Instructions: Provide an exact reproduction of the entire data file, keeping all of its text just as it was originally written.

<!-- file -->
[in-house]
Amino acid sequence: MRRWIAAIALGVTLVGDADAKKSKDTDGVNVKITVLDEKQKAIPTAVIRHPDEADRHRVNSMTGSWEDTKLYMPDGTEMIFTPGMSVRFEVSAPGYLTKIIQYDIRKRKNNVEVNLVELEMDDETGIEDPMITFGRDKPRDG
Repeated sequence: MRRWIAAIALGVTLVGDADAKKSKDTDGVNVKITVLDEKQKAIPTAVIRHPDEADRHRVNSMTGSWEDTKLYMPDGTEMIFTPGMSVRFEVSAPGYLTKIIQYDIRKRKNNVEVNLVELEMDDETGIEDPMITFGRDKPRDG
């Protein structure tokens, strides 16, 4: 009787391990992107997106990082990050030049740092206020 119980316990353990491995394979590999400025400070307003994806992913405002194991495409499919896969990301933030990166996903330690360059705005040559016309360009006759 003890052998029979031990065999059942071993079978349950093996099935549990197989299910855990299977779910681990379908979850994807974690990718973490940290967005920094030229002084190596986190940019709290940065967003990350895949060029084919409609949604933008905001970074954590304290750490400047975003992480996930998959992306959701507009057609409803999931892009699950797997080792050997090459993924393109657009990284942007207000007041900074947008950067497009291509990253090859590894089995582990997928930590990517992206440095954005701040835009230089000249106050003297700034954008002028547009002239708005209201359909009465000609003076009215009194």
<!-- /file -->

[in-house]
Amino acid sequence: MRRWIAAIALGVTLVGDADAKKSKDTDGVNVKITVLDEKQKAIPTAVIRHPDEADRHRVNSMTGSWEDTKLYMPDGTEMIFTPGMSVRFEVSAPGYLTKIIQYDIRKRKNNVEVNLVELEMDDETGIEDPMITFGRDKPRDG
Repeated sequence: MRRWIAAIALGVTLVGDADAKKSKDTDGVNVKITVLDEKQKAIPTAVIRHPDEADRHRVNSMTGSWEDTKLYMPDGTEMIFTPGMSVRFEVSAPGYLTKIIQYDIRKRKNNVEVNLVELEMDDETGIEDPMITFGRDKPRDG
């Protein structure tokens, strides 16, 4: 009787391990992107997106990082990050030049740092206020 119980316990353990491995394979590999400025400070307003994806992913405002194991495409499919896969990301933030990166996903330690360059705005040559016309360009006759 003890052998029979031990065999059942071993079978349950093996099935549990197989299910855990299977779910681990379908979850994807974690990718973490940290967005920094030229002084190596986190940019709290940065967003990350895949060029084919409609949604933008905001970074954590304290750490400047975003992480996930998959992306959701507009057609409803999931892009699950797997080792050997090459993924393109657009990284942007207000007041900074947008950067497009291509990253090859590894089995582990997928930590990517992206440095954005701040835009230089000249106050003297700034954008002028547009002239708005209201359909009465000609003076009215009194």